A shortage and maldistribution of psychiatrists is of critical concern within the behavioral health workforce. There is a growing shortage of total psychiatrists, as well as those with sub-specialized training in geriatric, child and adolescent, and addiction psychiatry. Recruitment and retention factors are a continuing concern in this field due to burnout, time needed for sub-specialization training, and lack of incentives to raise interest among medical students. Additionally, differential recruitment patterns and challenges may contribute to the maldistribution of providers across the country.
This project will focus on the total supply and location of psychiatrists as well as three psychiatric subspecialities: child and adolescent psychiatrists, addiction psychiatrists, and geriatric psychiatrists. This study will aim to enumerate this workforce on the national, state, and county level as well as in rural areas. Researchers will utilize American Medical Association Physician Masterfile data to develop reports of active physicians who identify as psychiatrists, child/adolescent psychiatrists, geriatric psychiatrists, or addiction psychiatrists per U.S. county.
After the passage of the Affordable Care Act and the Mental Health Parity and Addiction Equity Act, behavioral health coverage has expanded to cover more U.S. citizens. However, access to behavioral health services remains an issue, owing in part to maldistribution of the workforce. The psychiatric workforce, in particular, is in the middle of a professional shortage, which is projected to worsen by 2025. Rural populations appear to be more affected by this shortage than metropolitan populations. This study sought to map the precise amount of psychiatrists, child and adolescent psychiatrists (CAPs), geriatric psychiatrists (GPs), and addiction psychiatrists (APs) per county, and to test whether the proportion of these providers varied significantly between urban and rural areas.
Data for this study were purchased from the American Medical Association Masterfile in May 2018. County population estimates were drawn from the U.S. Census bureau. Rural/metropolitan designations were taken from the Federal Office of Rural Health Policy. Supply estimates for total psychiatrists, CAPs, GPs, and APs were mapped across U.S. counties. Maps depict the ratio of providers per 100,000 population at the county level for the four psychiatrist types and two-sample t-tests were conducted to compare the proportions of these providers in rural and urban counties.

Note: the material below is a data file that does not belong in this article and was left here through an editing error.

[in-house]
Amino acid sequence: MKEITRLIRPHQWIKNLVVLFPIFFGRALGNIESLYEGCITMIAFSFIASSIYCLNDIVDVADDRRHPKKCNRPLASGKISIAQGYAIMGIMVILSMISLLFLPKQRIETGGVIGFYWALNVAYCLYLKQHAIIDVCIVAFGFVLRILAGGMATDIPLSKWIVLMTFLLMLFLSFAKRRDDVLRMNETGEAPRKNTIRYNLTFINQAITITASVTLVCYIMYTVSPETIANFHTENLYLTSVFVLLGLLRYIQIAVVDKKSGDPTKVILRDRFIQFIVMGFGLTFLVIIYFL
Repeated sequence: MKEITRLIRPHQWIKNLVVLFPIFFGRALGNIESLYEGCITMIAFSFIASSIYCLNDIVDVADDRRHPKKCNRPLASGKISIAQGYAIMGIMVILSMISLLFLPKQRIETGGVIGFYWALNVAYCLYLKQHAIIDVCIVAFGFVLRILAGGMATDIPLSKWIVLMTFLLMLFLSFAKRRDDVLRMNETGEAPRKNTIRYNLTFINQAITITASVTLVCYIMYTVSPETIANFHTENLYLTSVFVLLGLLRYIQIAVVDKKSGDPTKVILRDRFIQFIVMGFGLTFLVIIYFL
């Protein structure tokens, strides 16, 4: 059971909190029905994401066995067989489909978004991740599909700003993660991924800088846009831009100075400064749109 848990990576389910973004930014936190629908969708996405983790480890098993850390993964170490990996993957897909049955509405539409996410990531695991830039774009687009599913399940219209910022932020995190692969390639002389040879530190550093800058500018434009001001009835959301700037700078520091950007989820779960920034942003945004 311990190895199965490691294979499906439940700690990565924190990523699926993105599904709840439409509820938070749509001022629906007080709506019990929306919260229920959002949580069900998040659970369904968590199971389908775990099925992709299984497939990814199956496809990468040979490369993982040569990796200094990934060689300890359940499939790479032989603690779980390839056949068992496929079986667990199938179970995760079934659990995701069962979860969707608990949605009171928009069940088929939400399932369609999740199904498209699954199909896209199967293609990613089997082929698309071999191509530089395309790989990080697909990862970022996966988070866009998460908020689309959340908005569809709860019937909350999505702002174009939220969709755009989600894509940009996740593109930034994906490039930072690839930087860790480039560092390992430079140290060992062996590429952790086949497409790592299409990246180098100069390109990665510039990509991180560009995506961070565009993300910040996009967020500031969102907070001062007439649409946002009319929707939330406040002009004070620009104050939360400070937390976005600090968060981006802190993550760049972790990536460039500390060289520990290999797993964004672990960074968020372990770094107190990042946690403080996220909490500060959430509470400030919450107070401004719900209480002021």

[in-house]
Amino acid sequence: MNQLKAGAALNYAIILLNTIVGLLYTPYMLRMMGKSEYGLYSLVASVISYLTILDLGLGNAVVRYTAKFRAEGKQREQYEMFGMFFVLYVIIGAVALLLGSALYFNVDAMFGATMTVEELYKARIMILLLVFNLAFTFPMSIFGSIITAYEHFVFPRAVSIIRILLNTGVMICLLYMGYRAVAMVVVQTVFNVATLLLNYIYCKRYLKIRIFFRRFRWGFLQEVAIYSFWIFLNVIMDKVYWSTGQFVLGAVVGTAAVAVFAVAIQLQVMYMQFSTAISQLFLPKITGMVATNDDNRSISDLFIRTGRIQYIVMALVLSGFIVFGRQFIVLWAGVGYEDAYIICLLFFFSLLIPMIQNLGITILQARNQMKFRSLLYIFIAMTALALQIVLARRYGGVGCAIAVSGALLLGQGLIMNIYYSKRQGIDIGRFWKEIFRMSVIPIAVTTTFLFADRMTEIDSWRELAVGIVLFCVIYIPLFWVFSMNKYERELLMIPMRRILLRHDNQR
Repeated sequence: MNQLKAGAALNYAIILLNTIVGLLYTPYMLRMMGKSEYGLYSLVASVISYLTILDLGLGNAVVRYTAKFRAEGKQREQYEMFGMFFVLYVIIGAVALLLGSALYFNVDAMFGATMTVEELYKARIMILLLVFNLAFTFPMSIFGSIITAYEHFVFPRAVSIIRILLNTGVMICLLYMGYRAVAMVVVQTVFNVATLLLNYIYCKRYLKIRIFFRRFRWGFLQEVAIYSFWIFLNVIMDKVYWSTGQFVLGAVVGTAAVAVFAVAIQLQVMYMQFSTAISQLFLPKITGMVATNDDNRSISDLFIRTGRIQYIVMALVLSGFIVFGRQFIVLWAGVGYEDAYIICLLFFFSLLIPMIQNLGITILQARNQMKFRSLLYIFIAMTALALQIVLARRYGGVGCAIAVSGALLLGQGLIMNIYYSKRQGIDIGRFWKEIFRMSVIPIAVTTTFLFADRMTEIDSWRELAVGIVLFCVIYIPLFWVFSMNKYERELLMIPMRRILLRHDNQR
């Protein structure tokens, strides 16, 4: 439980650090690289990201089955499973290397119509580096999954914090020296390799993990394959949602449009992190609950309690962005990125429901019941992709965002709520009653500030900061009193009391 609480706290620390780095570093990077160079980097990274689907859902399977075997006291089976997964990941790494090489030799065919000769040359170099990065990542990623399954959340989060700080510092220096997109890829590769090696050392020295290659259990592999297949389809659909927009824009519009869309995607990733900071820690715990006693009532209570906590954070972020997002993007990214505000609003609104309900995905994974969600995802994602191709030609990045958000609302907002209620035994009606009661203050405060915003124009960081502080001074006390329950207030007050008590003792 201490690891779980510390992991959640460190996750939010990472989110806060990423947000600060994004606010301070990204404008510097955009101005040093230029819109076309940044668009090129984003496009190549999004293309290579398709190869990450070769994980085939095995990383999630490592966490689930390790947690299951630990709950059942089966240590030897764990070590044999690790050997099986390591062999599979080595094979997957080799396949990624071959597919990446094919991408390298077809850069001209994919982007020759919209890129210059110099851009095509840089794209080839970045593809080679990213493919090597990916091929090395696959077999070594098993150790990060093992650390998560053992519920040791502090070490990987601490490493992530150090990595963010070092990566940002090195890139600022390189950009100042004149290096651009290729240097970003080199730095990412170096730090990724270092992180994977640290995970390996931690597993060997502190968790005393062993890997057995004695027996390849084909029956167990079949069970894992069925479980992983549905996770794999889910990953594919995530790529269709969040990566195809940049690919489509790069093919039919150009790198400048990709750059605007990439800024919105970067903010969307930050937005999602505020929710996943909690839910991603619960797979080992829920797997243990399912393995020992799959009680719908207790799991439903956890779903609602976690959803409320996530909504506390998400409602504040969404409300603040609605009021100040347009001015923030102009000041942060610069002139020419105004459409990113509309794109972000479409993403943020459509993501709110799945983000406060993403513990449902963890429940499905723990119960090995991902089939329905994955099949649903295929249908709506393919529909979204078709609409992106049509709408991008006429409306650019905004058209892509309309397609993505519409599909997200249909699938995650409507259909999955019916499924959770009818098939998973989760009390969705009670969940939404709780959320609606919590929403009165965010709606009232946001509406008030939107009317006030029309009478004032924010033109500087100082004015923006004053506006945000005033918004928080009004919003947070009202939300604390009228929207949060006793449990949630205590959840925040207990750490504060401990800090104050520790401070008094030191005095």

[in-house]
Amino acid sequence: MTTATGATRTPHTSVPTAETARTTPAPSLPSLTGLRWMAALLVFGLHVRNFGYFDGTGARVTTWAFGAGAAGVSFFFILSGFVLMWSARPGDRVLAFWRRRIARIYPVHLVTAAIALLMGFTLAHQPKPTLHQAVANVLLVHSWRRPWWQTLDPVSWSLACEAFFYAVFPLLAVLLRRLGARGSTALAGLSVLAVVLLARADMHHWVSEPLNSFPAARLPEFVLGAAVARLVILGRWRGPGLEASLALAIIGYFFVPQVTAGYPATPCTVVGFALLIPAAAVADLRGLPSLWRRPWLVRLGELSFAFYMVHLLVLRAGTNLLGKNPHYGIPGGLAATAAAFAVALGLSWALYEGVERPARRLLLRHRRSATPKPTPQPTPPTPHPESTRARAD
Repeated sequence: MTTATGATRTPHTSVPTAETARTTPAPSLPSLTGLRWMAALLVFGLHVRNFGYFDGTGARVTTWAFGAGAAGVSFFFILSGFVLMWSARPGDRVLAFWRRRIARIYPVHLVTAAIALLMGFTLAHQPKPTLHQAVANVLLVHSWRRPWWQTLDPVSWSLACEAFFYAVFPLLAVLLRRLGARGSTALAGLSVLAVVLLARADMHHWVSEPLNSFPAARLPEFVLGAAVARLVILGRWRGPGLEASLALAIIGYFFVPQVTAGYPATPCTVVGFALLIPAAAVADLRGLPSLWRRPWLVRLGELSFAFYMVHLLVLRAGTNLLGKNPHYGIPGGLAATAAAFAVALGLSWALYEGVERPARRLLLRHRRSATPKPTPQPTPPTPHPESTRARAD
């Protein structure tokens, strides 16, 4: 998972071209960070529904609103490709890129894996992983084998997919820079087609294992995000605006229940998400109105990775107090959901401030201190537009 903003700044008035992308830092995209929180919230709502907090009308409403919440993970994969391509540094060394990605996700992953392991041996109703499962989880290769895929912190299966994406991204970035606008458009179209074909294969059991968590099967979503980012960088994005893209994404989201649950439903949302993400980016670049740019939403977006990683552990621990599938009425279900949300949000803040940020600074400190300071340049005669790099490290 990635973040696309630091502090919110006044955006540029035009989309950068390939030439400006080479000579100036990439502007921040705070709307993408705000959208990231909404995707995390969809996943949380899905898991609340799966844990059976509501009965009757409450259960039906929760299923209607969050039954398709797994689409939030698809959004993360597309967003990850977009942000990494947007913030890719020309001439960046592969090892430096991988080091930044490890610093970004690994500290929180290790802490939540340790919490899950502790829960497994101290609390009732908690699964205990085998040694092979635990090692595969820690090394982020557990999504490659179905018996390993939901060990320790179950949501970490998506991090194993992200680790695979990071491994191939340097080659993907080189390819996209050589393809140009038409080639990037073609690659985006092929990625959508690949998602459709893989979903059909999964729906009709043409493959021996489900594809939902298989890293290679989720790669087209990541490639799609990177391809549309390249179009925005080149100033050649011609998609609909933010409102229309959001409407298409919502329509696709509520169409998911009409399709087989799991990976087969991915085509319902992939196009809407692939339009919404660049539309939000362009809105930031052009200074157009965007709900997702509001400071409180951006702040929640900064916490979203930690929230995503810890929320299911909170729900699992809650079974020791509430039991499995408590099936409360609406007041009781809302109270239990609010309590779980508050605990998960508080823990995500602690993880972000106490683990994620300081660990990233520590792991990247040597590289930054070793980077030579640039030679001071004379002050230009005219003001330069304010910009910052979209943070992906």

Approximately 41,133 psychiatrists were actively practicing in the U.S. within 1,397 counties (44.4% of all counties), 9,956 CAPs were actively practicing within 828 counties (26.3% of all counties), 1,265 GPs were actively practicing within 321 counties (10.2% of all counties), and 836 APs were actively practicing within 230 counties (7.3% of all counties). Psychiatrists of all categories were primarily located within the northeastern U.S. and within some counties along the west coast. The difference in the average supply of each type of psychiatrist per 100,000 metropolitan and rural county residents was statistically significant (p<0.01), suggesting that rural counties had a significantly lower proportion of psychiatrists per resident than metropolitan counties.
Studies suggest that psychiatrists are likely to practice in the state they completed their residency. To this end, the Health Resources and Services Administration has built several federal incentive programs to move psychiatric residents out into medically underserved and health professional shortage areas. Data from these programs could inform other potential policy interventions. Creating stronger partnerships among rural provider sites and medical programs could channel more psychiatric residents to rural areas, alleviating the country’s maldistribution of psychiatric providers. Telepsychiatry could also leverage existing psychiatric capacity in a way that addresses issues of geographic maldistribution, provided its infrastructure and regulations are established and favorable.